When within a proper distance of the enemy our artillery, under the command of Col. R. B. Thomas, opened a heavy and very determined fire upon them. The artillery of enemy responded briskly, but with little effect to that of ours. Very soon after the commencement of the artillery duel heavy volleys of musketry were poured into the enemy's lines by our troops, killing and wounding a large number of them. Volley after volley reverberated through the air, with nought but the yells and shrieks of our victorious heroes to relieve its monotony.
           The engagement lasted upwards of four hours, during about three of which the enemy contested inch by inch very mutually the advance of our troops. At length, largely superior numbers, engaged in an unholy and unrighteous crusade, were compelled to succumb and to flee before the superior prowess and chivalry of Southern hearts.--The enemy was driven in confusion and disorder a long distance beyond the field of carnage, leaving, in their hasty fight, all their killed, and nearly all their wounded.
        The result of this glorious achievement of our troops many be summed up thus: The enemy's loss in killed, wounded, and prisoners is twenty-eight hundred, one stand of colors, two excellent Napoleons, and three fine 8 inch rifle guns, fifteen hundred stand of arms, and a vast quantity of ordnance, quartermaster's and commissary stores.--Our entire loss is about seventy- five killed and four hundred and fifty wounded.

Brig. Gen. Truman Seymour
Federal commander
(Library of Congress)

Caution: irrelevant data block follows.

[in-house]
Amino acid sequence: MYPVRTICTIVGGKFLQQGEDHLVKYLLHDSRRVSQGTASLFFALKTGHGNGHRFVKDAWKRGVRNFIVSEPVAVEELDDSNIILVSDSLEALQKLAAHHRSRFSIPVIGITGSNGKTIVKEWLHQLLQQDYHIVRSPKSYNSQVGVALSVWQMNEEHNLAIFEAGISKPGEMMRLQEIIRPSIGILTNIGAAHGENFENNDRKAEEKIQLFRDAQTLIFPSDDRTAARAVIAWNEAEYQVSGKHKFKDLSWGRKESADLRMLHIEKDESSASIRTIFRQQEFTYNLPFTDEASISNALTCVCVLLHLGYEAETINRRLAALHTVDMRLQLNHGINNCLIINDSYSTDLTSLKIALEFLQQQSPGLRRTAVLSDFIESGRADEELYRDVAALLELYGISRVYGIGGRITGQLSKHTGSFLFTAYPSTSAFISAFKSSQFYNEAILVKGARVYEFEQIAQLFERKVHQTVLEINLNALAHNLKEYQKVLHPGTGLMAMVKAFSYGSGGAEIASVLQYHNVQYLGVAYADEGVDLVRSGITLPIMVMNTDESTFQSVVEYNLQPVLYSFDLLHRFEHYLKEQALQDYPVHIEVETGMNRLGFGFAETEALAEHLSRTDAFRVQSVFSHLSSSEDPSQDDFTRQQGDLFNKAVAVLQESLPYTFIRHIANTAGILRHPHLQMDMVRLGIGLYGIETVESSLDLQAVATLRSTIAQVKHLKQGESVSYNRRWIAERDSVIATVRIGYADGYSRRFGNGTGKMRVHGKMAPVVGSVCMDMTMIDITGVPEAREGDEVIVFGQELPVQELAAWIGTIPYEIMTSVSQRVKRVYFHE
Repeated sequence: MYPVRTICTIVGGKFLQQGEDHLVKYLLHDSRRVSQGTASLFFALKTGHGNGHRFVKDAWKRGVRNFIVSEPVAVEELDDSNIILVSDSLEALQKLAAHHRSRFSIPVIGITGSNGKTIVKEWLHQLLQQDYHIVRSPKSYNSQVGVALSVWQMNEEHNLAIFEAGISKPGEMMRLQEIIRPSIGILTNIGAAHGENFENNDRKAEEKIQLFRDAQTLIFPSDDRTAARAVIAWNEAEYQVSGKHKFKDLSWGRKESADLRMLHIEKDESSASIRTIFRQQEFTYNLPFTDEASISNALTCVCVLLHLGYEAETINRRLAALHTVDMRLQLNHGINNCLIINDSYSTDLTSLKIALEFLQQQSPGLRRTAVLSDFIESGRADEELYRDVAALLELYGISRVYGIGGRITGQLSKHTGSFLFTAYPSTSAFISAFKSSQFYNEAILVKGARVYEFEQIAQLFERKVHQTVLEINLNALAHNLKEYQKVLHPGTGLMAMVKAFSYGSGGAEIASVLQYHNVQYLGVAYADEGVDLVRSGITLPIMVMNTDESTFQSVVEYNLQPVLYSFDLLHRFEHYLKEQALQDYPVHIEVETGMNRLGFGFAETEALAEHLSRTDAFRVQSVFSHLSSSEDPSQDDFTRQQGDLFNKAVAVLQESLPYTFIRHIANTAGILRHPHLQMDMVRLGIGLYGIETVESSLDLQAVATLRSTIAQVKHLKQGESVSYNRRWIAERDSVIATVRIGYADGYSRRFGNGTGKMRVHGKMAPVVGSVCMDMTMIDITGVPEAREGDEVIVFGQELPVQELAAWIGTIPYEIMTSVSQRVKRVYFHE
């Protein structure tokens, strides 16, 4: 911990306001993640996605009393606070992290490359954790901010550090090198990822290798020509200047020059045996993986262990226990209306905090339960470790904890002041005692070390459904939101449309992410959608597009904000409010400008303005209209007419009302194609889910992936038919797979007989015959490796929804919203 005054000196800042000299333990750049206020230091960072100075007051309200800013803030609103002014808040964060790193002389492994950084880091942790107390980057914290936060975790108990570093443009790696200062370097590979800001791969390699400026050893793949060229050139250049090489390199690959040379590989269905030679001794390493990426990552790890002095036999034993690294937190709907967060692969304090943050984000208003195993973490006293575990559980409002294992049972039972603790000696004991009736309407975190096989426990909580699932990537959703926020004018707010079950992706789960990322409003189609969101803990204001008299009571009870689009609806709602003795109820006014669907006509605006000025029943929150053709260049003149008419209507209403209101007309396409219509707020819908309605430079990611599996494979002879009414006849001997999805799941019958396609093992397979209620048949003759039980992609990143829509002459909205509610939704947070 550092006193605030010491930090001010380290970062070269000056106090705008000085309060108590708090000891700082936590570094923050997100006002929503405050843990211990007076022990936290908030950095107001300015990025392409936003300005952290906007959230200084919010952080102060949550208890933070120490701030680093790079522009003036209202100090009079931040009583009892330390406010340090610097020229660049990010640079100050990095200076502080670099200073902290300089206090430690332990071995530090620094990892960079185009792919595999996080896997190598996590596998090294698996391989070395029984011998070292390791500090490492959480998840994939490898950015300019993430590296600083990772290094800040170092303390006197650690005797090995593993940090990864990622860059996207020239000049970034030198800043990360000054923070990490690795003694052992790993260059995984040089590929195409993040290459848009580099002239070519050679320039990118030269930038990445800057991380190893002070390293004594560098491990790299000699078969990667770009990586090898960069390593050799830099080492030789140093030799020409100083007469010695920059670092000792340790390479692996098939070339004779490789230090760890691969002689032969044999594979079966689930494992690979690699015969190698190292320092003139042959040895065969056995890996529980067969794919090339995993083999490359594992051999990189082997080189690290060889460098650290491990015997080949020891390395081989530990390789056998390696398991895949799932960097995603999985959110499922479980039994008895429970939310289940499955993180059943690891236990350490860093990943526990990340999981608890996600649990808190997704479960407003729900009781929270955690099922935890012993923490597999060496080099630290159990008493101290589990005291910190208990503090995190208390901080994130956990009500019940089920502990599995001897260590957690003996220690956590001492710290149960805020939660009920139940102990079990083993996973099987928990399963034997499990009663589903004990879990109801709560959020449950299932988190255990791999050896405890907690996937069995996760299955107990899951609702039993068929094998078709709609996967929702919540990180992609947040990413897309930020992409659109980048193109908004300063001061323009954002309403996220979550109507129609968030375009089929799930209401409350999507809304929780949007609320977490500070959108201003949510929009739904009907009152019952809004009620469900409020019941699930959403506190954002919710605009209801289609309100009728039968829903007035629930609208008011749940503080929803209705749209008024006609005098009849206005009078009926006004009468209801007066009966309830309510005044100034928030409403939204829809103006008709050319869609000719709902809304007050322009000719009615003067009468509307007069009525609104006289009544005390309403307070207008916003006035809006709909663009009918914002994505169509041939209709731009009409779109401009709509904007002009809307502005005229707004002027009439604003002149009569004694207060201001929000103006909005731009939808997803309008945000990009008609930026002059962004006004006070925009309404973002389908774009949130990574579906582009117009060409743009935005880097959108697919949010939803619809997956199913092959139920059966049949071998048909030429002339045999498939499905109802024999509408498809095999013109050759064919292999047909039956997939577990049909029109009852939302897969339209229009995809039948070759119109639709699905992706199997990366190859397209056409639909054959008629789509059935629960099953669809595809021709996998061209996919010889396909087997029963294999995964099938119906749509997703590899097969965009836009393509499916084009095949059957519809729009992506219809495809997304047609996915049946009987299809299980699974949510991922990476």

Taken all in all, this day will long be remembered as one upon which one of the most brilliant victories of the war was achieved. Whilst we rejoice in the defeat and disasters which have befallen the invaders of our soil, we have to pause and mourn the deaths of many brave and noble patriots.
It is a matter altogether impossible in a hastily written article as this necessarily is, to communicate in detail the many incidents of the battle.
             The memory of the gallant officers and men who have fallen as martyrs to their country, will long be revered and cherished, for they fell as brave and chivalrous men always fall. The gallantry of our officers and men has never been excelled either in ancient or modern times. Gen. Finegan acted in a manner which entitled him to the highest credit. His conduct upon this occasion, the plans of the battle, the discipline and disposition of his forces, his coolness, judgment, discretion, and gallantry, have won for him a high reputation, and have caused me to regard him as an officer second to none of his rank, and who deserves the everlasting gratitude of our countrymen.

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National Park Service Summary
 In February 1864, the commander of the Department of the South, Maj. Gen. Quincy A. Gillmore, launched an expedition into Florida to secure Union enclaves, sever Rebel supply routes, and recruit black soldiers. Brig. Gen. Truman Seymour moved deep into the state, occupying, destroying, and  liberating,  meeting little resistance on February 20, he approached Brig. Gen. Joseph Finegan’s 5,000 Confederates entrenched near Olustee.  One infantry brigade pushed out to meet Seymour’s advance units.  The Union forces attacked but were repulsed. The battle raged, and as Finegan committed the last of his reserves, the Union line broke and began to retreat. Finegan did not exploit the retreat, allowing most of the fleeing Union forces to reach Jacksonville.